What Is A Dynamic Character?

A character is a vessel the writer chooses for the readers to experience their story through. A dynamic character is a character that changes as the plot progresses (read more on climax and character development here). Most importantly, when a character changes throughout the plot it needs to be believable for that character.

In other words, your character must have believable motivations to make them change in order for the reader to care at all about the outcome of the story (learn about setting a story goal).

 

But How Do I Make A Dynamic Character Believable?

There are many different ways to write a character. Styles, tenses and other elements come to play when discussing point-of-view and characterization. But for the purpose of this article, I’m going to focus on how to create a dynamic character using a specific writing activity.

Let’s leave the writing jargon behind for now. This activity will focus on developing character personality traits, dialogue, quirks, and backstory. Any great dynamic character is believable. Believable means they could potentially exist in the world; they are deep and complex enough to do so.

 

Let’s start with the activity parameters – get your pen & paper ready:

Activity – Put Your Character In A Room

This room has no windows and no exits. It is unfurnished. It has white walls and a white floor. Essentially it is a box and you’ve just written your character into it magically.

Now answer these questions using a free-writing technique. Turn your brain off (there is no logic here), and image the following:

  1. How does your character react to the room? Do they seem concerned/amused? Are they trying to find a way out by physically searching the space, or are they contemplating how they got there? Do they start looking inward, thinking about certain things?
  2. What do they think about in the room? When they realize there is no exit, do they panic? What sort of memories are pulled from their past? Do they begin to show any physical signs of nervousness (ie. playing with buttons on their clothing, biting their nails, etc)?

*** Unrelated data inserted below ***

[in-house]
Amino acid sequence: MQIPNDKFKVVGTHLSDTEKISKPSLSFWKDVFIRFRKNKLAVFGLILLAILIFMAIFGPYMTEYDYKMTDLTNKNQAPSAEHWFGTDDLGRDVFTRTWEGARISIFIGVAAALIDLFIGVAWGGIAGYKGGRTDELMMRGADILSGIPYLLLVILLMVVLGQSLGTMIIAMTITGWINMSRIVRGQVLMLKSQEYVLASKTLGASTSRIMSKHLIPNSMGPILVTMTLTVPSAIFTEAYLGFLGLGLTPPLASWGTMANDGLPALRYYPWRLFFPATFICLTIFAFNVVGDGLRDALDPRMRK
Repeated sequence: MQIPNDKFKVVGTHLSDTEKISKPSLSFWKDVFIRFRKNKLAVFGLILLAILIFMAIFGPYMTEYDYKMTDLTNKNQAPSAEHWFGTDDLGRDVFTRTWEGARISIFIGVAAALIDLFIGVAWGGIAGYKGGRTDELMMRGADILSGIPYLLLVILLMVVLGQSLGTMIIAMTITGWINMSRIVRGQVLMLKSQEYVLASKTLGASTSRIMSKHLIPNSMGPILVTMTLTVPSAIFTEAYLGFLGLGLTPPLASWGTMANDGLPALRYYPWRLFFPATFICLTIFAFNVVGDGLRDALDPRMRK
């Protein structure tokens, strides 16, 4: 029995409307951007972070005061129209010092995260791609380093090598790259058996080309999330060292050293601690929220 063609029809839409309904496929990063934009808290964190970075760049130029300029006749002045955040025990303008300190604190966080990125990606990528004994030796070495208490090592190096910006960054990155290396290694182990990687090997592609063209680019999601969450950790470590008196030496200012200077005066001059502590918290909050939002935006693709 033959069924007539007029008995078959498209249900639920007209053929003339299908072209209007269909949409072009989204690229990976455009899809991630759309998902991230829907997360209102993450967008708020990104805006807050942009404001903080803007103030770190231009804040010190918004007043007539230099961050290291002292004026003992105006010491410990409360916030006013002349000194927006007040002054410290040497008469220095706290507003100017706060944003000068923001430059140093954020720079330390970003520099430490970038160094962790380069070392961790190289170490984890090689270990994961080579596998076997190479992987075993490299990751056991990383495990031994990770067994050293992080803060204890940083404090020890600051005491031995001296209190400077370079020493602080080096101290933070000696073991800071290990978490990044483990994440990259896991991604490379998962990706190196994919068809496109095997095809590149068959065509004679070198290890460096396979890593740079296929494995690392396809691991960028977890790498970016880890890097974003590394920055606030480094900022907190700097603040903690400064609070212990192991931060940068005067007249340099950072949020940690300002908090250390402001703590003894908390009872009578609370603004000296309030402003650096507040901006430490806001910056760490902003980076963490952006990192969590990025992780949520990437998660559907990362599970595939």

3. Introduce external factors to the room. How do they react? Imagine how your character might react to outside stimuli by slowly introducing objects like a chair or a picture frame. Try not introducing other characters just yet. Does your character inspect the items? Does your character touch it, ignore it, use it?
  4. Introduce another character to the room. How does your first character react? This is tricky because you don’t want to get too distracted by your second character. Pay close attention to how your first character responds to the other. Do they treat them like an intruder or are they happy to see another person? What do your characters talk about? Does the first character show the second around the space (become dominant in the situation)? Or does he/she rely on the other character to come up with a way of escape? Does anything personal come up? A pet peeve that is more pronounced in a small space? Really dig your teeth in on this one.
  5. Finally, change the setting. Instead of a white room with nothing in it, play around with putting them in different situations and settings. For instance, put your character in the middle of a busy shopping center with screaming children, or on a plane next to a nervous flyer. This can even be a scene from your story – but remember to keep free of any logical implications. There’s a good chance only parts of this activity will make it into your actual novel.

Take your time with these steps and really dig into them. You’ll find that your character will take on more human quirks and traits, some of which you didn’t even consider. These small details make a character believable.

Most of all, just have fun with it. Characters have a mind of their own and will develop in the best ways possible. A story is most fulfilled when it is chalk-full of deep, dynamic characters.

 

Do you need help with your novel? Comment below or send me an email, and let’s take a crack at it together.

What Is A Dynamic Character?